Since we’ve been at sea level, warm weather and not hiking for the past month, we decided to make our first Asheville hike an easy one. It’s a lovely 20-mile drive down the Blue Ridge Parkway to the parking area for Mount Pisgah and only 1.5 miles with 712 feet (or so the sign says) of elevation gain, nothing compared to our tortuous Adirondack hikes in September.
I know it’s 50 degrees but it’s sunny so I’m wearing pants, hiking boots, wool socks and a wicking t-shirt under a fleece under my Patagonia Nano-puff, my buff and my green hat, and I’m thinking I’m set.
Until I open the car door and feel the wind.
It is dang chilly!
We head up the trail and Walt asks me if I have a warm hat and gloves. Well, yes, I do, but not with me. I just wasn’t prepared for this. Yesterday at the Biltmore Estate, I wasn’t even wearing a fleece between my t-shirt and puff and I got hot enough to need to take off the puff a couple of times.
As nippy as the wind is, the sky is clear blue and the trees are gorgeously colored. We persevere.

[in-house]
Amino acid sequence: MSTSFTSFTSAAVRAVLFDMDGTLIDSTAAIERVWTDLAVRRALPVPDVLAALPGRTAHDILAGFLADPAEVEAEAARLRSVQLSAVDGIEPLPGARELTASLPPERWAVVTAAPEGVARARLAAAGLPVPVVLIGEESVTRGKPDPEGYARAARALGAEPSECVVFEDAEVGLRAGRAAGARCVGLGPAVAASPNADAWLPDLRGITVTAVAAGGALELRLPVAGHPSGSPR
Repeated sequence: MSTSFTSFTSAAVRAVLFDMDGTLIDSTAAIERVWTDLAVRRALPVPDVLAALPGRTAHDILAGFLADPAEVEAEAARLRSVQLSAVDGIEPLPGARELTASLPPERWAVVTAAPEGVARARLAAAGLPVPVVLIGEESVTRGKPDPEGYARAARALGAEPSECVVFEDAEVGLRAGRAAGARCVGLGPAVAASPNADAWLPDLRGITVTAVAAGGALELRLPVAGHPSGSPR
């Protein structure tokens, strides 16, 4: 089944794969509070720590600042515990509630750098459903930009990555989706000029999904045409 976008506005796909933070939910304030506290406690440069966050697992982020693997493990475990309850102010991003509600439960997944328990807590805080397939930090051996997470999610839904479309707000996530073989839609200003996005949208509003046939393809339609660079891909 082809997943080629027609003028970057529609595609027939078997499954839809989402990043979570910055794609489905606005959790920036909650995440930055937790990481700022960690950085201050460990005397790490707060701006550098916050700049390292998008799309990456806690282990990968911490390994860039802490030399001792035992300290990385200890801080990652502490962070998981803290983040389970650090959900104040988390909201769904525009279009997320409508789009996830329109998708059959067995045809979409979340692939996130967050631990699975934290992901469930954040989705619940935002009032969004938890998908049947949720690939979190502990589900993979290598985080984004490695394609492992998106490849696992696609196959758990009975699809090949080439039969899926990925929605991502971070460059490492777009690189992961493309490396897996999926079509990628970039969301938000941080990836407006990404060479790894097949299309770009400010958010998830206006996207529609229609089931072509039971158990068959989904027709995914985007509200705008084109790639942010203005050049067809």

It’s not very long until the trail starts to climb. There are a lot of other people out (this is a very popular hike) as well as many, many happy-looking dogs (tails wagging, sniffing everything, eagerly moving forward, in case you’re wondering).
It’s lots of stone “steps” to the top, giving me plenty of time to think about the difference between Adirondack trails and most other trails. Adirondacks trails are a full-body workout, with so many places that you need to use your hands to help pull you up. They also require so much more thought about “where am I going to place my hand?” than your normal hike pretty much anywhere else (and we’ve hiked on 4 continents).
Up we go, getting warmer to the point where I take off my fleece, keeping my wind-resistant puff. I’ve also borrowed Walt’s gloves.
At the top, the views are well worth the effort. There’s a viewing platform with nearly 360-degree views. I say “nearly” because there’s a communications tower also on top that blocks a sliver of view. No matter. It’s gorgeous. Just layers and layers of mountains in every direction. There’s still plenty of color on the leaves. We can see Asheville. And we spot the Biltmore Estate.
After a few selfies, we head back down. The wind has died a bit, which makes the downward trek even nicer.
Not a very challenging hike by our standards but a nice return to the mountains. We drive back on the Blue Ridge Parkway with the top down, enjoying the foliage and the lovely views over the mountains.